ISSN (Print) - 0012-9976 | ISSN (Online) - 2349-8846
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Electoral Competition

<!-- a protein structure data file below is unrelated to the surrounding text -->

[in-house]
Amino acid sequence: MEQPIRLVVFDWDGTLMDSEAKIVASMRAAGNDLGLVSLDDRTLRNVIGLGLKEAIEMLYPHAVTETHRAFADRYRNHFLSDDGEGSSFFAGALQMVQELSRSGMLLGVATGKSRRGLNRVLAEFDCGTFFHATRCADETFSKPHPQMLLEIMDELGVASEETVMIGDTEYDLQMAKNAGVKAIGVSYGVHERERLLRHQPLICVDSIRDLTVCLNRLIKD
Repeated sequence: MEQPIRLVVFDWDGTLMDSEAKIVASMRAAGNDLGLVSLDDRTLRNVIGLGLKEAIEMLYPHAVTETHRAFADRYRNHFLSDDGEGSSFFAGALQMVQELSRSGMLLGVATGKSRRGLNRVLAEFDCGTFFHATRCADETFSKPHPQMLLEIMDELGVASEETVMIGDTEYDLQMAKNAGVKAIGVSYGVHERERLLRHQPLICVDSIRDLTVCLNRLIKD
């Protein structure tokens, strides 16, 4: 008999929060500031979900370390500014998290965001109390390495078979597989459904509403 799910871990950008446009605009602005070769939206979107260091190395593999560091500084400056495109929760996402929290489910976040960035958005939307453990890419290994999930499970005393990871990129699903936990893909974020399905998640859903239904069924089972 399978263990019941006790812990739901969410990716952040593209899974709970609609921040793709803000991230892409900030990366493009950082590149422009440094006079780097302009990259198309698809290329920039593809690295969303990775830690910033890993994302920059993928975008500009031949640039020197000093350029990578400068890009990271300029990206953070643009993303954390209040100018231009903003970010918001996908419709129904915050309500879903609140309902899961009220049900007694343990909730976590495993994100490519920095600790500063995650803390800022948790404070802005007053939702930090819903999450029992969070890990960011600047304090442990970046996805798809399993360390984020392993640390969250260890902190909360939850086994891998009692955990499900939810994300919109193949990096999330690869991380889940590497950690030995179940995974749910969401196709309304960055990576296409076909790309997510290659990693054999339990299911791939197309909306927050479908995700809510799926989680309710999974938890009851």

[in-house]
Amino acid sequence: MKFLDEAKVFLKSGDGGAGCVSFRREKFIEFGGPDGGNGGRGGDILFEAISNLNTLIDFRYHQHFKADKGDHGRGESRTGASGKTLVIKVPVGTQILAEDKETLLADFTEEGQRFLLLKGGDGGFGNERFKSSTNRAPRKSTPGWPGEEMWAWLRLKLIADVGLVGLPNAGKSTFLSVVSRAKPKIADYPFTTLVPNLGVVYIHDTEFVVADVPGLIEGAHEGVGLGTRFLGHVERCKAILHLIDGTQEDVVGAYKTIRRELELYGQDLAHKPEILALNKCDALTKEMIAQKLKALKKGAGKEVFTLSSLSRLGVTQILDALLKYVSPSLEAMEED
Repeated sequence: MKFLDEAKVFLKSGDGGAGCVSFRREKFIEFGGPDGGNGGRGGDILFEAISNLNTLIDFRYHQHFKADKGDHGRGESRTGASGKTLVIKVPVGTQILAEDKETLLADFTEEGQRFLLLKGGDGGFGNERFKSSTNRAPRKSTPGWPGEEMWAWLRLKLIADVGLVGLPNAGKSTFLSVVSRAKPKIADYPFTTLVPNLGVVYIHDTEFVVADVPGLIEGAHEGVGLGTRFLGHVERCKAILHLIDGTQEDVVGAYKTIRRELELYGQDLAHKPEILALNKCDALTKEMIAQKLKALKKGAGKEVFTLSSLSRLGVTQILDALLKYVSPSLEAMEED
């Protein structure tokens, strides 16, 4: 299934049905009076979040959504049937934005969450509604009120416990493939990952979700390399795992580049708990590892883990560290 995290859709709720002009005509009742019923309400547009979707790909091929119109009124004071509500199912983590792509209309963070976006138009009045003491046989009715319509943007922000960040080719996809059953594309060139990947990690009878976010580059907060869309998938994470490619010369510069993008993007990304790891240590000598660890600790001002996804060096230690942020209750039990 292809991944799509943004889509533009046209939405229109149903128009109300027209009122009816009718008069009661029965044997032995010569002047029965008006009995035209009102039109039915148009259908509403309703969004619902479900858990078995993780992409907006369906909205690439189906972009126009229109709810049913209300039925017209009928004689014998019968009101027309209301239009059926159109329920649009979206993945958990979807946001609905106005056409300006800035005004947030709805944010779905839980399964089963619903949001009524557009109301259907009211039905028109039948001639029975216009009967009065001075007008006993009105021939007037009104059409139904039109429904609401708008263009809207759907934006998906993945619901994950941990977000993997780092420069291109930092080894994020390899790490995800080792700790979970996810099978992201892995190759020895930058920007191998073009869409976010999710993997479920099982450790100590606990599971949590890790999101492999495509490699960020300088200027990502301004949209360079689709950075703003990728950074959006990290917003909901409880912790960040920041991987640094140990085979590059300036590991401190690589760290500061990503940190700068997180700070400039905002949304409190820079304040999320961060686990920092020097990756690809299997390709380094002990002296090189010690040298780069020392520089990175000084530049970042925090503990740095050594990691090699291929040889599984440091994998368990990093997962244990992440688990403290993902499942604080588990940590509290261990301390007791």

Political Preferences in Kerala by K G Krishnamurthi and G Laksh- mana Rao; Radhakrishna Prakashan, Delhi, 1968; pp 99, Rs 12. THAT the Communist party is suffering some erosion in its support structure in Kerala whereas the Congress has been making gains is not new information. Both scholarly and journalistic impressions have confirmed this trend. (See, for instance, "Communist and Congress Prospects in Kerala" by Bashiruddin Ahmed in "Party Systems and Election Studies", Centre for Developing Studies, Occasional Papers, No 1, pp 243-258.) But such quantitative questions as "how much?" "where?" "whose support?" are not often tackled by social scientists in India. While it is true that there are quite a number of studies at district levels, enough information is not available yet for making macro generalisations at State levels. Krishna- murthi and Rao's contribution in the work under review is significant in this context FORMIDABLE OBSTACLES The Indian "data bank" for electoral preferences does not lend itself to easy manipulation for arriving at quantitative answers. Changes in the delimitation of constituencies, both at the State and the national level, lack of published data on voter turn-out by polling booths, unstable political alliances, fissiparous tendencies within the dominant political parties resulting in the emergence of rebel parties, are some of the formidable obstacles which must be overcome for assessing changes in political preferences in quantitative terms. The sociologically trained authors tackled these obstacles typically in the manner of their profession: They searched for ways and means by which meaningful relationships could be posited between political preferences and sets of other social-demographic attributes of the Keralan polity. The attributes finally selected for study were the size of the community (rather than the degree of urbanisation), the labour-cultivator ratio (i e, the ratio between those who own their land and those who work as hired labourers), and the party/ candidate

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